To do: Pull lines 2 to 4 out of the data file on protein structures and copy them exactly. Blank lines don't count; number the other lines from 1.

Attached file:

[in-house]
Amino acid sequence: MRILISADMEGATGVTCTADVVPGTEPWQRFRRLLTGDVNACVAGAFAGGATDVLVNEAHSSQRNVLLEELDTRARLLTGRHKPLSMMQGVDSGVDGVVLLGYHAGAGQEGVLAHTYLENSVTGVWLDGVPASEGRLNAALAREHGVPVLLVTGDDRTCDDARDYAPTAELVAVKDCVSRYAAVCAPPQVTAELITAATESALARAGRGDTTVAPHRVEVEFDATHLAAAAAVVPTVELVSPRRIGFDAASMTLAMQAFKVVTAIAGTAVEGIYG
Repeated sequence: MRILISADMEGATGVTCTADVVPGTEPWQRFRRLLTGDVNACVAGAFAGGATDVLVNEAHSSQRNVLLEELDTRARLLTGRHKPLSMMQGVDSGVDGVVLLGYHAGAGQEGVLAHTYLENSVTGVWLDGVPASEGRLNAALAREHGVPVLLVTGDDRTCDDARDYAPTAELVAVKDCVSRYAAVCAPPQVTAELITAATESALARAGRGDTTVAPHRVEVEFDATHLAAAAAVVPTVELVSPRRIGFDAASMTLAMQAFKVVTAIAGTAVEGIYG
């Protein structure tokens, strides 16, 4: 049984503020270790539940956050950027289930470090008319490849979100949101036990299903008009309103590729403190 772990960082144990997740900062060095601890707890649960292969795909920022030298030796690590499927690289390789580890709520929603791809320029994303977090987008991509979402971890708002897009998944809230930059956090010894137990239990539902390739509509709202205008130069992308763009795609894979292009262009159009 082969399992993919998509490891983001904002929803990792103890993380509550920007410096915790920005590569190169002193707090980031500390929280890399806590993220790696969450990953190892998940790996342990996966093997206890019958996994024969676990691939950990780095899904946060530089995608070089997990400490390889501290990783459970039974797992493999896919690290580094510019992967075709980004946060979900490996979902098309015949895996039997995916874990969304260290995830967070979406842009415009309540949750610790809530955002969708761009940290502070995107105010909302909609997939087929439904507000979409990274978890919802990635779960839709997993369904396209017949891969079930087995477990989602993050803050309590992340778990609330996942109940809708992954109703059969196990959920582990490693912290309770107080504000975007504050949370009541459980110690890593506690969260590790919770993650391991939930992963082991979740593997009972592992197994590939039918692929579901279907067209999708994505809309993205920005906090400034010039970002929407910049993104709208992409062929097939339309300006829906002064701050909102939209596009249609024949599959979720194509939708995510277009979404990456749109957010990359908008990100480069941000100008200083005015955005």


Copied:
Amino acid sequence: MRILISADMEGATGVTCTADVVPGTEPWQRFRRLLTGDVNACVAGAFAGGATDVLVNEAHSSQRNVLLEELDTRARLLTGRHKPLSMMQGVDSGVDGVVLLGYHAGAGQEGVLAHTYLENSVTGVWLDGVPASEGRLNAALAREHGVPVLLVTGDDRTCDDARDYAPTAELVAVKDCVSRYAAVCAPPQVTAELITAATESALARAGRGDTTVAPHRVEVEFDATHLAAAAAVVPTVELVSPRRIGFDAASMTLAMQAFKVVTAIAGTAVEGIYG
Repeated sequence: MRILISADMEGATGVTCTADVVPGTEPWQRFRRLLTGDVNACVAGAFAGGATDVLVNEAHSSQRNVLLEELDTRARLLTGRHKPLSMMQGVDSGVDGVVLLGYHAGAGQEGVLAHTYLENSVTGVWLDGVPASEGRLNAALAREHGVPVLLVTGDDRTCDDARDYAPTAELVAVKDCVSRYAAVCAPPQVTAELITAATESALARAGRGDTTVAPHRVEVEFDATHLAAAAAVVPTVELVSPRRIGFDAASMTLAMQAFKVVTAIAGTAVEGIYG
């Protein structure tokens, strides 16, 4: 049984503020270790539940956050950027289930470090008319490849979100949101036990299903008009309103590729403190 772990960082144990997740900062060095601890707890649960292969795909920022030298030796690590499927690289390789580890709520929603791809320029994303977090987008991509979402971890708002897009998944809230930059956090010894137990239990539902390739509509709202205008130069992308763009795609894979292009262009159009 082969399992993919998509490891983001904002929803990792103890993380509550920007410096915790920005590569190169002193707090980031500390929280890399806590993220790696969450990953190892998940790996342990996966093997206890019958996994024969676990691939950990780095899904946060530089995608070089997990400490390889501290990783459970039974797992493999896919690290580094510019992967075709980004946060979900490996979902098309015949895996039997995916874990969304260290995830967070979406842009415009309540949750610790809530955002969708761009940290502070995107105010909302909609997939087929439904507000979409990274978890919802990635779960839709997993369904396209017949891969079930087995477990989602993050803050309590992340778990609330996942109940809708992954109703059969196990959920582990490693912290309770107080504000975007504050949370009541459980110690890593506690969260590790919770993650391991939930992963082991979740593997009972592992197994590939039918692929579901279907067209999708994505809309993205920005906090400034010039970002929407910049993104709208992409062929097939339309300006829906002064701050909102939209596009249609024949599959979720194509939708995510277009979404990456749109957010990359908008990100480069941000100008200083005015955005």